Co Print’s Chromapad: High Speed Multicolor 3D Printing

By on June 14th, 2023 in Hardware, news

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A multicolor 3D print made with Co Print [Source: Fabbaloo]

We had a chat with the folks from Co Print to find out the latest on their interesting 3D printer accessories.

Co Print is an Istanbul-based company that’s been around for a few years. Their most notable product has been the Co Print Multi-Filament 3D printing module, a device that is able to switch filaments on the fly, enabling multicolor or multimaterial 3D printing.

It’s reminiscent of the Prusa MMU in that it can swap filaments — although the Co Print can switch seven, more than the five offered by the MMU. It is also reminiscent of the Mosaic Manufacturing Palette in that it is a separate unit from the machine. The MMU must be permanently installed on the 3D printer, while the Co Print can be moved around to different machines — as long as they have Bowden-style extruders.

The Co Print is compatible with a lengthy list of 3D printers, and I suspect it works on many more that are not listed. As long as the machine is Bowden-style, it has a chance of working as far as I can tell.

The original Co Print was quite popular: its Kickstarter campaign raised over US$200K, and I’m told by company representatives that they’ve sold them in 70 countries, but most purchases were in the USA.

Since the development of the Co Print, the company has gone on to produce several other very interesting 3D printer accessories.

One of them is the Phoenix hot end. This would appear to be a standard hot end, but there are some interesting differences. The components are specifically designed to ensure heat does not creep up the filament path. Because of this, the Phoenix hot end is ideal for multi-material 3D printing where hot filaments are repeatedly pulled back through the hot end.

Another product is the CX-1 extruder. This unit is designed to provide particularly tight grip on the filament, again a bonus for multi-material printing where there is great deal of stop-and-go movement.

Grip style on the CX-1 extruder [Source: Co Print]

You can see in this diagram how tightly the filament is grabbed by the CX-1. I don’t believe I’ve seen this depth achieved on other extruders.

Finally, they have the Chromapad. This set-top 3D printer control device is unlike anything I’ve seen elsewhere. It includes several advanced functions bundled into a single unit. Let’s look at what it contains:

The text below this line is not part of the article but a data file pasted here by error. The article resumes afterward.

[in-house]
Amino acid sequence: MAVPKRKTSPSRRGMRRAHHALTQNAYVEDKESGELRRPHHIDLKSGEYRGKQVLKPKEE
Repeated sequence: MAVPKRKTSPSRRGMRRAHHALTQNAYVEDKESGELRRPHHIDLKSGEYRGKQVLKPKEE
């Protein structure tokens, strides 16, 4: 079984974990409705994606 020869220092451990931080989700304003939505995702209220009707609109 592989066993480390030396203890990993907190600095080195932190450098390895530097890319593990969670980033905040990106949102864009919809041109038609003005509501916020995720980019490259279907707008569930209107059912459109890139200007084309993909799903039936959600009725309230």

• Three USB ports to connect up to three 3D printers
  • Eight “extruder” ports to control separate extruders, for example, on the Co Print for multi-material 3D printing
  • 7” color touchscreen with well-designed UI
  • One input shaper port for vibration calibration

That last item is important because it enables the use of advanced Klipper firmware that uses input shaping to dramatically speed up printing. The software in the Chromapad “has been specifically redesigned based on Klipper”. This means that printers controlled by the Chromapad can run 3-5X faster and still produce high quality output.

But there’s a big difference here: this is basically Klipper for multi-material 3D printing! I don’t believe there is anything else like it in the industry.

Normally MMU 3D print jobs are incredibly slow due to the frequent filament swaps. It’s not uncommon to see multi-material prints take 5-10X longer than a “straight print”, so anything to speed up the process is welcome.

But wait, there’s more: this all means that the Co Print is able to multi-material 3D printing at high speed! This could be the only high speed multi-material 3D printer configuration available, and certainly the only one with a seven filament option.

Co Print produces several unique products that I believe could be quite useful to many looking to modify their desktop FFF 3D printers for advanced functions.

Via Co Print

By Kerry Stevenson

Kerry Stevenson, aka "General Fabb" has written over 8,000 stories on 3D printing at Fabbaloo since he launched the venture in 2007, with an intention to promote and grow the incredible technology of 3D printing across the world. So far, it seems to be working!

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